38 comments on “NTSPP – 306”
Super puzzle with a nice theme and very smooth surfaces (and a suitably cryptic title) – thanks Windsurfer. The most laugh-inducing clues for me and so the ones I liked best were 11a and 19a, but 16d is very clever because Google tells me that there is a Stone brewery which does make craft ales.
Splendid puzzle with a great theme, which actually helped with a couple of the answers (9a and 16d). All pretty good stuff and nothing to really frighten the horses. I agree with Gazza about 11a and 19a being favs but 29a also raised a smile as I wondered whether Windsurfer had a particular “mature Conservative” in mind?
Many thanks for the pleasant diversion Windsurfer.
Very nice indeed, Windsurfer, even though you did leave out my favourite! Well done for your choice of title, which is apt but gives little away.
I have 10 big ticks but will give the honours to 19a for its tongue-in-cheek surface read.
Many thanks – most enjoyable.
Many thanks Windsurfer and well done, a lot of fun. I too enjoyed the theme and liked the title. I wasn’t sure I had the right answer for 29a but then remembered this was Wind-surfer.
Nice and gentle though I did not help myself by bunging in “in camera” for 8d. 15a talked me out of that. I liked 13a and 23a for the good use of alternative meanings in a clean surface – but all the clues were nice.
Love your take on 29a, Dutch! I also nearly fell for ‘in camera’ but shied away from the thought of two across clues ending in ‘a’.
Theme? What theme?
Still, not spotting that there was a theme didn’t stop me really enjoying completing this. Congratulations, Windsurfer, on composing a first rate puzzle with smooth surfaces and great cluing throughout. Like Jane, I have a lot of clues marked as potential favourites, and I am giving top marks to 29a.
Not like you to miss a theme, RD. Look at 12&13a and then look at the title with breeds in mind.
D’oh! Thanks, Jane. I obviously don’t do 12a’s often enough. While I was solving, 25a got me thinking in that direction momentarily but I completely missed the relevance of all the other occurrences!
…and I still can’t see any significance regarding “rowdy”.
Mmm… I’m not sure about that, although clearly your interpretation must be right. In my book rowdy means rough, unruly, noisy, lawless, but not tough. (Except in the case of the wonderful Rowdy Yates!)
If you look up ‘rowdy’ as a noun it’s certainly on the list. Oh yes – Rowdy Yates.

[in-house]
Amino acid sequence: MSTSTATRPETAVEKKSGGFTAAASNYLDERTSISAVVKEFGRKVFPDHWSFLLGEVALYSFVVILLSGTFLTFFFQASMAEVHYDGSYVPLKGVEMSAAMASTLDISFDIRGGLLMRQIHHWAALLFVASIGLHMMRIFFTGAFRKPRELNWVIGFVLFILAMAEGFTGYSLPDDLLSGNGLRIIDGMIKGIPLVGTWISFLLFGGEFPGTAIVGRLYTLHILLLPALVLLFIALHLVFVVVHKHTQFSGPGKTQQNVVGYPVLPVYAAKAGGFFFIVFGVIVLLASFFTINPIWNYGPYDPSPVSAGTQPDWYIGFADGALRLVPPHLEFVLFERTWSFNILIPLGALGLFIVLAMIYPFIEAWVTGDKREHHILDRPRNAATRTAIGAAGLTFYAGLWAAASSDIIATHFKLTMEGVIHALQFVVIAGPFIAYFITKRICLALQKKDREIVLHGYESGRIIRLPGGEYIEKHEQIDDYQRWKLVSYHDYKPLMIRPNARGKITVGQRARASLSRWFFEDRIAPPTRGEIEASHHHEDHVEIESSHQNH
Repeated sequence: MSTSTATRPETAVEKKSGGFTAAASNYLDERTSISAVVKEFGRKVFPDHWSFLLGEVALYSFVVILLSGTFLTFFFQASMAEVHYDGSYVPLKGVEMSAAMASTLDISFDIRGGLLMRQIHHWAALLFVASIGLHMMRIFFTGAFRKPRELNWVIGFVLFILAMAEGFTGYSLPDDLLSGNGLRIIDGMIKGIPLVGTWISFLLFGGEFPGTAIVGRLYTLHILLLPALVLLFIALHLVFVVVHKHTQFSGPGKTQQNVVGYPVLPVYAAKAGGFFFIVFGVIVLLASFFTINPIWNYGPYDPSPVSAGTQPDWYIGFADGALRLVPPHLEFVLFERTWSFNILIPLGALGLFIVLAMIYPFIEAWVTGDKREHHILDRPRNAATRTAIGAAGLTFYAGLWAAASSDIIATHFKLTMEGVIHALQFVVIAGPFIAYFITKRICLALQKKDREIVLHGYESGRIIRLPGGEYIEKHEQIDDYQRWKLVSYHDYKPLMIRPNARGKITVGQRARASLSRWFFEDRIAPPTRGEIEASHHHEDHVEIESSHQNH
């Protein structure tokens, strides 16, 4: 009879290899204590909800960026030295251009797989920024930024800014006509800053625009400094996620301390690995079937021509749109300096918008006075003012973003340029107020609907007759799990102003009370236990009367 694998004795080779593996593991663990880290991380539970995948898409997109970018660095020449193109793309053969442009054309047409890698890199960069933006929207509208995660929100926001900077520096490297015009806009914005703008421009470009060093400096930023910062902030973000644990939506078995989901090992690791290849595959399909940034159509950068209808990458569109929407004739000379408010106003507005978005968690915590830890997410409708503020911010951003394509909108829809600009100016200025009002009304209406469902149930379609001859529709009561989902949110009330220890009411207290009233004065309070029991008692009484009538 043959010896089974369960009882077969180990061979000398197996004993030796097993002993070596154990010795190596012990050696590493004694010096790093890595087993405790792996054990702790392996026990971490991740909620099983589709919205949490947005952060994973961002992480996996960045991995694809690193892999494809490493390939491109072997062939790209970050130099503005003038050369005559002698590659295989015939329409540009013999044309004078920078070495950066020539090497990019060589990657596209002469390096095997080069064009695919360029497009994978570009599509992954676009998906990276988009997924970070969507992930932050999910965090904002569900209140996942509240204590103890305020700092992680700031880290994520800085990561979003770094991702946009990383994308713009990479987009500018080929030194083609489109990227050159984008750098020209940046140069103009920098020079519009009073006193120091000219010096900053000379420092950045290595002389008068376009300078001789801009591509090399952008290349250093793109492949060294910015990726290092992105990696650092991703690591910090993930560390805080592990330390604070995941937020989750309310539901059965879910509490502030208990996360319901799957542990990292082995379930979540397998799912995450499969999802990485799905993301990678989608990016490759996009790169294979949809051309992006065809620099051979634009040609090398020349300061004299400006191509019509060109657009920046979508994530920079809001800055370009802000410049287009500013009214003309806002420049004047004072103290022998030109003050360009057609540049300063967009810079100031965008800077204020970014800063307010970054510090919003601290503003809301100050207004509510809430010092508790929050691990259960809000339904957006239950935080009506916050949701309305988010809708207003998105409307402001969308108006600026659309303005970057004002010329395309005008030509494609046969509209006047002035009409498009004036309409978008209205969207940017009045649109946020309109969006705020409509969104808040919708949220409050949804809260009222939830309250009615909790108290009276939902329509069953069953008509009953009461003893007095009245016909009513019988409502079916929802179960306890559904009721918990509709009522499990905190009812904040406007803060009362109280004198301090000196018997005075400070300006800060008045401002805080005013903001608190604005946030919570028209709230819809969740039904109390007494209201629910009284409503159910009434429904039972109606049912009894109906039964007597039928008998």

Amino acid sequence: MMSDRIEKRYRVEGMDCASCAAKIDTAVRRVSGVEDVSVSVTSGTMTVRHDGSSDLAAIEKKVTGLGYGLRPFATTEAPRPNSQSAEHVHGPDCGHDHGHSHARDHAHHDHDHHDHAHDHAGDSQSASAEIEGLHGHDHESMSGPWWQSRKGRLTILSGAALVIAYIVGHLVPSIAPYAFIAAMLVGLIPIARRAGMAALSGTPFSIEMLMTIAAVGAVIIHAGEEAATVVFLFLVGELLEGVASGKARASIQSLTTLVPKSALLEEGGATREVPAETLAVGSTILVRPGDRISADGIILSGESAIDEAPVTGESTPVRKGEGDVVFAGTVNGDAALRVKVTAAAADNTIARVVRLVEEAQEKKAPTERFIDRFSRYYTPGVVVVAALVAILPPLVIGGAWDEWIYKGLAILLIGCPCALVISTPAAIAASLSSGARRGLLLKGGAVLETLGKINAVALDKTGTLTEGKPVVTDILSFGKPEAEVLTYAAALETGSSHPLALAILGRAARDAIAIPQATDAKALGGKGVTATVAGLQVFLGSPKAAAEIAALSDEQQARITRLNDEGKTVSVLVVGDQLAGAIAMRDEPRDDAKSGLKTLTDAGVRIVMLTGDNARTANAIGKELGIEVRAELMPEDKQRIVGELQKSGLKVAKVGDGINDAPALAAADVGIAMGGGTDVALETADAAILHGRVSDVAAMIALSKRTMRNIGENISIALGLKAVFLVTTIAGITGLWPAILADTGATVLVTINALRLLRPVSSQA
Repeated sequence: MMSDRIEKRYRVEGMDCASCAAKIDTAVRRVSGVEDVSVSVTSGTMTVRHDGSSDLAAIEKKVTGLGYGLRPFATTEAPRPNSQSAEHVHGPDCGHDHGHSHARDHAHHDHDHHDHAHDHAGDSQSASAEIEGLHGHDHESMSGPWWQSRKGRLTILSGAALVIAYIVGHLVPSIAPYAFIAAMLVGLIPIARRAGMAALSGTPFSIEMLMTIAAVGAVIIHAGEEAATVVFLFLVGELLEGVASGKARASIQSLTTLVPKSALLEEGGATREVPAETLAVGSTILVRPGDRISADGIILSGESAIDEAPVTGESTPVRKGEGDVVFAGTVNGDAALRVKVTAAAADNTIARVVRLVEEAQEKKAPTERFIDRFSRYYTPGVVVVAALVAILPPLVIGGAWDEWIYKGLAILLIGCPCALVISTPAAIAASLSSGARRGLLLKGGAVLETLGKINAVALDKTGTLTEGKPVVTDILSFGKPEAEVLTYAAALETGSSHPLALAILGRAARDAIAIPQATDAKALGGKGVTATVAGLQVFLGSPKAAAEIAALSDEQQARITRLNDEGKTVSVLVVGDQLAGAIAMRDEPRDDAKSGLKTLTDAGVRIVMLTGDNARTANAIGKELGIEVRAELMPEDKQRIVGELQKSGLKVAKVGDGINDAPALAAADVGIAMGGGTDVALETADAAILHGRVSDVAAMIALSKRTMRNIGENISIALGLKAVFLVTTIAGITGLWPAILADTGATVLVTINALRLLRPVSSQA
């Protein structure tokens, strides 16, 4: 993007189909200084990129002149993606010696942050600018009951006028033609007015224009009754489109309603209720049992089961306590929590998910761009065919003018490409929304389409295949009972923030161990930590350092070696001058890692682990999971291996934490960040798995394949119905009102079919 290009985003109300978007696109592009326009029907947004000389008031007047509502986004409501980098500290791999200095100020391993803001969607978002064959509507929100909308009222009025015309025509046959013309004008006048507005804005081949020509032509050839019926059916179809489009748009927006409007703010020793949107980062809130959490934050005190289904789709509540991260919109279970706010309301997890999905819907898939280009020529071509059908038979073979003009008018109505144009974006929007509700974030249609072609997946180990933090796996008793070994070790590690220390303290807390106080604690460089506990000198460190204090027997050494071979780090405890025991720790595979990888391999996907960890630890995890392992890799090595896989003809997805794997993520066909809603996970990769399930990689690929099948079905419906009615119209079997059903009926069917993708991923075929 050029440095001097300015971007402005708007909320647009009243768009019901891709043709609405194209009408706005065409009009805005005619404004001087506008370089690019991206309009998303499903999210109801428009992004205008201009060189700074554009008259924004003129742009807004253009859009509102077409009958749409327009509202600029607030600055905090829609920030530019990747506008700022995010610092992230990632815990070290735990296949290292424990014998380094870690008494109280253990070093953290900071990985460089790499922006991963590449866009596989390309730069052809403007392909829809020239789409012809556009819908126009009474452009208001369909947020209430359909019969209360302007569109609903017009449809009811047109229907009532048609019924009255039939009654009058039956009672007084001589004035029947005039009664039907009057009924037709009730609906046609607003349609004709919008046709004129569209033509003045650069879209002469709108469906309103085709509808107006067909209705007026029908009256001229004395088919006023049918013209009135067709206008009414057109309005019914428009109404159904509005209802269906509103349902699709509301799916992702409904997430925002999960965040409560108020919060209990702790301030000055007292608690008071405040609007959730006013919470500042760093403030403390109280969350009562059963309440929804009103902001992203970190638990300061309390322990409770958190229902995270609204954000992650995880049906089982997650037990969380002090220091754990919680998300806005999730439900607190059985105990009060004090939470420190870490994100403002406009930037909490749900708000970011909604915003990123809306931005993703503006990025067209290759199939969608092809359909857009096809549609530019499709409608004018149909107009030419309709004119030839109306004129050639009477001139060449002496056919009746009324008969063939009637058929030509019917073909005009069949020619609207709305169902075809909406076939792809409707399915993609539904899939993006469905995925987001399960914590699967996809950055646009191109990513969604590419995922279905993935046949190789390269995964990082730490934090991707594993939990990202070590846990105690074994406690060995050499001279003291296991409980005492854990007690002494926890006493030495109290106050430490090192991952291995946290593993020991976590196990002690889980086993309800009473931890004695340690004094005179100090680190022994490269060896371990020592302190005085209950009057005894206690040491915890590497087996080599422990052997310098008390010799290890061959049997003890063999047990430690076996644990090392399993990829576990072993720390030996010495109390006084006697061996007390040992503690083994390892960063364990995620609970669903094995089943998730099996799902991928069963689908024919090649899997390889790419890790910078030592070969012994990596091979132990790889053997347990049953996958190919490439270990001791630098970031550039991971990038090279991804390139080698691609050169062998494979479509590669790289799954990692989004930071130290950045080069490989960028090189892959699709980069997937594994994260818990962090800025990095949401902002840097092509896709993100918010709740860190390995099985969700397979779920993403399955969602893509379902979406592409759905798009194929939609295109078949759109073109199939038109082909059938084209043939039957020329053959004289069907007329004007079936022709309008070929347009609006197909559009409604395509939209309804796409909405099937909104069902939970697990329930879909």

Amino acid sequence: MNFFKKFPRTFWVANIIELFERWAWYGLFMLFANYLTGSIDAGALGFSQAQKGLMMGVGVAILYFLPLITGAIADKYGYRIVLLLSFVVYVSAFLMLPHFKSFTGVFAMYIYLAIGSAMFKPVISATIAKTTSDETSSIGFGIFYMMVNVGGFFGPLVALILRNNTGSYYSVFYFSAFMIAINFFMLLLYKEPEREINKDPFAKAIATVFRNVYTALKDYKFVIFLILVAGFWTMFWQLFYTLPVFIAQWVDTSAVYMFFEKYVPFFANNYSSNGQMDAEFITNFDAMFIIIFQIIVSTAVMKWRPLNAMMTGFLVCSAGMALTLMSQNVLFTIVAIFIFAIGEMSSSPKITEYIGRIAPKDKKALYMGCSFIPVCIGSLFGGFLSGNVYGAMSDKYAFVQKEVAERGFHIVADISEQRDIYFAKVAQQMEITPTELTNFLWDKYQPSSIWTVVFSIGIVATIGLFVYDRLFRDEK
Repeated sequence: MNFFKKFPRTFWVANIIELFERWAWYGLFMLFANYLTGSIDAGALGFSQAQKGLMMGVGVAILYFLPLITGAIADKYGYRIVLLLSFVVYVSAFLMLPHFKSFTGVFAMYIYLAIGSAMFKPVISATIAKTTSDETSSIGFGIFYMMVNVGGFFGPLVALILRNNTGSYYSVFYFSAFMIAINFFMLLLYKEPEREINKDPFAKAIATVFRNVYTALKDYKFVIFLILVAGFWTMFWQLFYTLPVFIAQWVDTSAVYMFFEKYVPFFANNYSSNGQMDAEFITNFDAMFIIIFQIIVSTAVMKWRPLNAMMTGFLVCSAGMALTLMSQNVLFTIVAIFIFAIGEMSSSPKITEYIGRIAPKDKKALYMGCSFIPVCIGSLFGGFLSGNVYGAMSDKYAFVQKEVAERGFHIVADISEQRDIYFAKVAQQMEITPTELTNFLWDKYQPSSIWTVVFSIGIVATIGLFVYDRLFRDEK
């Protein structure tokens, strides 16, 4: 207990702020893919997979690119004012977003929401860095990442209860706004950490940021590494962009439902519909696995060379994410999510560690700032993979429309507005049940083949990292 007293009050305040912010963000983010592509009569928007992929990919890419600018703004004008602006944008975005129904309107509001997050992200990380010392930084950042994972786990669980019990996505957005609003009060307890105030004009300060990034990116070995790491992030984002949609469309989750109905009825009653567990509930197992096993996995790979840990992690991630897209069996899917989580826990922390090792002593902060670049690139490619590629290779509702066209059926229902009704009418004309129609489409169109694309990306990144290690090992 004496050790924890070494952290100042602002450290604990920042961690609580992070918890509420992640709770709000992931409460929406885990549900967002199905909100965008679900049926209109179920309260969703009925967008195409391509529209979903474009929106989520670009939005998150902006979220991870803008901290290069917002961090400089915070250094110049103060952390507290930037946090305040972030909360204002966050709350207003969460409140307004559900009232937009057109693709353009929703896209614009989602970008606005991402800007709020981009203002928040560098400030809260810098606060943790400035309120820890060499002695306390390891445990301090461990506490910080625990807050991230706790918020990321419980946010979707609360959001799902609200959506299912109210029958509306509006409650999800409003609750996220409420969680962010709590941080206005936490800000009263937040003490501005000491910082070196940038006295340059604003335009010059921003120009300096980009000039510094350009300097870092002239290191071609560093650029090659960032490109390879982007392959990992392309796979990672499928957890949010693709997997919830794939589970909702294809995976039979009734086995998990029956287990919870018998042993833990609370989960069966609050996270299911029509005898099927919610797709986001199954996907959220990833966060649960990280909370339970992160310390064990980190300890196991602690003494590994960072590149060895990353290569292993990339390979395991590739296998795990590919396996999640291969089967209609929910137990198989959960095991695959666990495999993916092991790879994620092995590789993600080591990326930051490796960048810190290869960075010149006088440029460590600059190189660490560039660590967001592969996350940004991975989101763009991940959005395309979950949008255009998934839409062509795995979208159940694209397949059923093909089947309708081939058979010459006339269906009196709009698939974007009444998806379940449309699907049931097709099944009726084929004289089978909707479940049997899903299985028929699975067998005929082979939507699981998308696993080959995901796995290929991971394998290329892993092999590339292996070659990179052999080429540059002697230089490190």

I did look it up in my BRB and it isn’t there:
“n orig. a lawless American backwoodsman; a noisy, turbulent person. – adj orig. of the nature of, or belonging to a rowdy, lawless; noisy and disorderly.
I just asked Mr. Google. Maybe that’s who Windsurfer consulted?
Jane. Collins Online Thesaurus. Synonyms listed for rowdy (noun): hooligan, tough, rough (informal). That any good?
Catching on to the theme early helped with a couple of clues. I needed to reveal one letter before 24D and 29A surrendered. I don’t understand the Conservative part of 29A. Anyhoo, altogether lovely and lots of fun. 11A was leading a competitive field before 29A fell, but now I have them as co-favorites. Many thanks, Windsurfer!
If my memory serves me right, you live in Maryland. Whether Baltimore or Ocean city, I couldn’t tell. Overlooking the bay or the sea maybe.
Further down in Southern Maryland, but not too far from the Chesapeake Bay.
Really good fun. We spotted the theme when we about a third of the way through and that helped for many of the rest. Got to the end and then went back to the title and had another laugh.
Many thanks Windsurfer.
I had such a great time solving this wonderful crossword.
19a and 29a really made me laugh out loud.
Nice misdirections in the NE. In 10a I thought of Etonian and that the clue was missing the instruction to take the odd letters of neat. Specially as I couldn’t work out the anagram in 5d where I wanted to include “as”.
Does 23d still sets for the paper? His name rings a bell but I can’t remember where from.
Thanks to Windsurfer . I’m looking forward to seeing you in London again.
Very nice, I got four direct names from the Toughie stable . Did I miss any ?
I found seven but maybe some of the longer serving commenters know of more.
I got seven too.
Golly I suppose I don’t know them all.
I found Osmosis ,Excalibur,Dada and somebody else , who were the other three ?
Micawber, warbler and Elgar for sure. Not sure about Busman and the old fart could be Giovanni?
Maybe ‘rowdy’ is an anagram indicator?
Great puzzle – many thanks!
I wasn’t very good on spotting the theme though – think I managed about 6 or 7 eventually
Thanks for this, a great deal of fun, I found the NW and SE corners easier than the other two, and seemed to enjoy the clues here more too, particularly 1d, 11a and 21a.
May I ask a question about 5d? In the latest DIYCOW competition, the judge, romanhead, was talking about definitions by example, saying ‘I ate a strawberry jelly, but jelly is not an example of strawberry’. Is the same thing happening in 5d – (shuffle isn’t an example of the answer), or is ‘perhaps’ not indicating dbe, but subtly different, or have I got the wrong end of the stick?